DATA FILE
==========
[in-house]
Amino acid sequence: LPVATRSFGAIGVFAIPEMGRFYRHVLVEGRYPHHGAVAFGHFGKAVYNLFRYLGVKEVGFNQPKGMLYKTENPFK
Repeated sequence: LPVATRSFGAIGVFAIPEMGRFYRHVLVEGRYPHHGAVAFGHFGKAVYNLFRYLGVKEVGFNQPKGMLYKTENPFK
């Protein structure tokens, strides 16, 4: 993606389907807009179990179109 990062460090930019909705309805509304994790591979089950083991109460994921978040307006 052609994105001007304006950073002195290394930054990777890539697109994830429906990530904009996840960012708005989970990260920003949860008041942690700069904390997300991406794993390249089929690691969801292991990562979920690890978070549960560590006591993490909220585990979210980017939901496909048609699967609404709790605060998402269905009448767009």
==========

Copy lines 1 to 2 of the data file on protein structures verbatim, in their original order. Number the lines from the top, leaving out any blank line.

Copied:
[in-house]
Amino acid sequence: LPVATRSFGAIGVFAIPEMGRFYRHVLVEGRYPHHGAVAFGHFGKAVYNLFRYLGVKEVGFNQPKGMLYKTENPFK